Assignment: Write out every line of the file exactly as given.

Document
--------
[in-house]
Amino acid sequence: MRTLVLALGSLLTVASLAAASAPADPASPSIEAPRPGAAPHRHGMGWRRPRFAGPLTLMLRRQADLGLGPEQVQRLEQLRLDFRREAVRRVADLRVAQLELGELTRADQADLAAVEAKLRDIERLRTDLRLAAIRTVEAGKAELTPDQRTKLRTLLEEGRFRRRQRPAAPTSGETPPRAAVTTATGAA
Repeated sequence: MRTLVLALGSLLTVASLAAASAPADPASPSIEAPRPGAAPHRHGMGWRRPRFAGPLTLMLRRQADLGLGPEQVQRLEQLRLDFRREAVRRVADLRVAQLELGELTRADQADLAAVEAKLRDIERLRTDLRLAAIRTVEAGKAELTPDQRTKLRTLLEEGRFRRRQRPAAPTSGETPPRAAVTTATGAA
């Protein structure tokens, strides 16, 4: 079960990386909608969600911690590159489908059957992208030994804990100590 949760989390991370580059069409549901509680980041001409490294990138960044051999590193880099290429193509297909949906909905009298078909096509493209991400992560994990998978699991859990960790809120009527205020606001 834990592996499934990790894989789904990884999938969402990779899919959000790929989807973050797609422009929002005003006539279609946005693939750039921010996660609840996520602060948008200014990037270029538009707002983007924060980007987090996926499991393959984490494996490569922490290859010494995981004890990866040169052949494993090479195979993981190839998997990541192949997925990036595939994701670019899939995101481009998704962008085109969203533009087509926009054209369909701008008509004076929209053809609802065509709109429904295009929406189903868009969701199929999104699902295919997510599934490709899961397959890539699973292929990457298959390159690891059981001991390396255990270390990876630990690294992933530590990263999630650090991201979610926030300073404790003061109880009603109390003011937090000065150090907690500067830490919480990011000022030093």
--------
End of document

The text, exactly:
[in-house]
Amino acid sequence: MRTLVLALGSLLTVASLAAASAPADPASPSIEAPRPGAAPHRHGMGWRRPRFAGPLTLMLRRQADLGLGPEQVQRLEQLRLDFRREAVRRVADLRVAQLELGELTRADQADLAAVEAKLRDIERLRTDLRLAAIRTVEAGKAELTPDQRTKLRTLLEEGRFRRRQRPAAPTSGETPPRAAVTTATGAA
Repeated sequence: MRTLVLALGSLLTVASLAAASAPADPASPSIEAPRPGAAPHRHGMGWRRPRFAGPLTLMLRRQADLGLGPEQVQRLEQLRLDFRREAVRRVADLRVAQLELGELTRADQADLAAVEAKLRDIERLRTDLRLAAIRTVEAGKAELTPDQRTKLRTLLEEGRFRRRQRPAAPTSGETPPRAAVTTATGAA
């Protein structure tokens, strides 16, 4: 079960990386909608969600911690590159489908059957992208030994804990100590 949760989390991370580059069409549901509680980041001409490294990138960044051999590193880099290429193509297909949906909905009298078909096509493209991400992560994990998978699991859990960790809120009527205020606001 834990592996499934990790894989789904990884999938969402990779899919959000790929989807973050797609422009929002005003006539279609946005693939750039921010996660609840996520602060948008200014990037270029538009707002983007924060980007987090996926499991393959984490494996490569922490290859010494995981004890990866040169052949494993090479195979993981190839998997990541192949997925990036595939994701670019899939995101481009998704962008085109969203533009087509926009054209369909701008008509004076929209053809609802065509709109429904295009929406189903868009969701199929999104699902295919997510599934490709899961397959890539699973292929990457298959390159690891059981001991390396255990270390990876630990690294992933530590990263999630650090991201979610926030300073404790003061109880009603109390003011937090000065150090907690500067830490919480990011000022030093």